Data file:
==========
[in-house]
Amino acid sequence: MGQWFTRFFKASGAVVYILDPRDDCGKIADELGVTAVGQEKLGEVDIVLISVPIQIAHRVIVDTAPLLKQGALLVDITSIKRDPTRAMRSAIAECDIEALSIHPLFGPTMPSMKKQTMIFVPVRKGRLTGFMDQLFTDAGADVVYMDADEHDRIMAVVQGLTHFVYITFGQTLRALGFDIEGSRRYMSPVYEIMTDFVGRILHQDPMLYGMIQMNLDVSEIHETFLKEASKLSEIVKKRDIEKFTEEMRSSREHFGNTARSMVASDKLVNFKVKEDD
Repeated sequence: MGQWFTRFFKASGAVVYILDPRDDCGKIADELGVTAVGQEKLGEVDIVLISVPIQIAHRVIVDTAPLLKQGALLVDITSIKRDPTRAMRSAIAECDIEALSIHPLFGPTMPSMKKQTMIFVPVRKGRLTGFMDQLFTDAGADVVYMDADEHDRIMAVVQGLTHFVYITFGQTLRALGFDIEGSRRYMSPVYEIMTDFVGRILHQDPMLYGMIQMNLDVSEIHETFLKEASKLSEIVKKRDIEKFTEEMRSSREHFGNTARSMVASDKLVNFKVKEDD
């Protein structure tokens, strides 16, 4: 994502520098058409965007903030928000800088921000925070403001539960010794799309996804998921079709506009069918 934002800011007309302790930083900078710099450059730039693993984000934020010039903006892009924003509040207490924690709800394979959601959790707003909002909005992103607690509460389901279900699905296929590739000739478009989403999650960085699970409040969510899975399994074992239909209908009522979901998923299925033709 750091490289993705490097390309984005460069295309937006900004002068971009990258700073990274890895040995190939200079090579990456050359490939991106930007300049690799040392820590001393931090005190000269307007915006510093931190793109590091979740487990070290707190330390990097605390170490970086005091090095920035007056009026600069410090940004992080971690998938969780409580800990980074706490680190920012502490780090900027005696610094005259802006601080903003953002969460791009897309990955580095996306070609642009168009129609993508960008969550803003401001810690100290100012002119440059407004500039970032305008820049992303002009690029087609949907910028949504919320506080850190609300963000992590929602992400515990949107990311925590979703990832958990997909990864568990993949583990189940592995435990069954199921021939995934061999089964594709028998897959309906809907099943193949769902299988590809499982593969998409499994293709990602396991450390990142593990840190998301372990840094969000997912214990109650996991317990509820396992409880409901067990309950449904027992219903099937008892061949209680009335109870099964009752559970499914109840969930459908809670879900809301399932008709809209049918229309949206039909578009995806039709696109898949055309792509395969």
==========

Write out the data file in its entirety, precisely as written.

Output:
[in-house]
Amino acid sequence: MGQWFTRFFKASGAVVYILDPRDDCGKIADELGVTAVGQEKLGEVDIVLISVPIQIAHRVIVDTAPLLKQGALLVDITSIKRDPTRAMRSAIAECDIEALSIHPLFGPTMPSMKKQTMIFVPVRKGRLTGFMDQLFTDAGADVVYMDADEHDRIMAVVQGLTHFVYITFGQTLRALGFDIEGSRRYMSPVYEIMTDFVGRILHQDPMLYGMIQMNLDVSEIHETFLKEASKLSEIVKKRDIEKFTEEMRSSREHFGNTARSMVASDKLVNFKVKEDD
Repeated sequence: MGQWFTRFFKASGAVVYILDPRDDCGKIADELGVTAVGQEKLGEVDIVLISVPIQIAHRVIVDTAPLLKQGALLVDITSIKRDPTRAMRSAIAECDIEALSIHPLFGPTMPSMKKQTMIFVPVRKGRLTGFMDQLFTDAGADVVYMDADEHDRIMAVVQGLTHFVYITFGQTLRALGFDIEGSRRYMSPVYEIMTDFVGRILHQDPMLYGMIQMNLDVSEIHETFLKEASKLSEIVKKRDIEKFTEEMRSSREHFGNTARSMVASDKLVNFKVKEDD
């Protein structure tokens, strides 16, 4: 994502520098058409965007903030928000800088921000925070403001539960010794799309996804998921079709506009069918 934002800011007309302790930083900078710099450059730039693993984000934020010039903006892009924003509040207490924690709800394979959601959790707003909002909005992103607690509460389901279900699905296929590739000739478009989403999650960085699970409040969510899975399994074992239909209908009522979901998923299925033709 750091490289993705490097390309984005460069295309937006900004002068971009990258700073990274890895040995190939200079090579990456050359490939991106930007300049690799040392820590001393931090005190000269307007915006510093931190793109590091979740487990070290707190330390990097605390170490970086005091090095920035007056009026600069410090940004992080971690998938969780409580800990980074706490680190920012502490780090900027005696610094005259802006601080903003953002969460791009897309990955580095996306070609642009168009129609993508960008969550803003401001810690100290100012002119440059407004500039970032305008820049992303002009690029087609949907910028949504919320506080850190609300963000992590929602992400515990949107990311925590979703990832958990997909990864568990993949583990189940592995435990069954199921021939995934061999089964594709028998897959309906809907099943193949769902299988590809499982593969998409499994293709990602396991450390990142593990840190998301372990840094969000997912214990109650996991317990509820396992409880409901067990309950449904027992219903099937008892061949209680009335109870099964009752559970499914109840969930459908809670879900809301399932008709809209049918229309949206039909578009995806039709696109898949055309792509395969």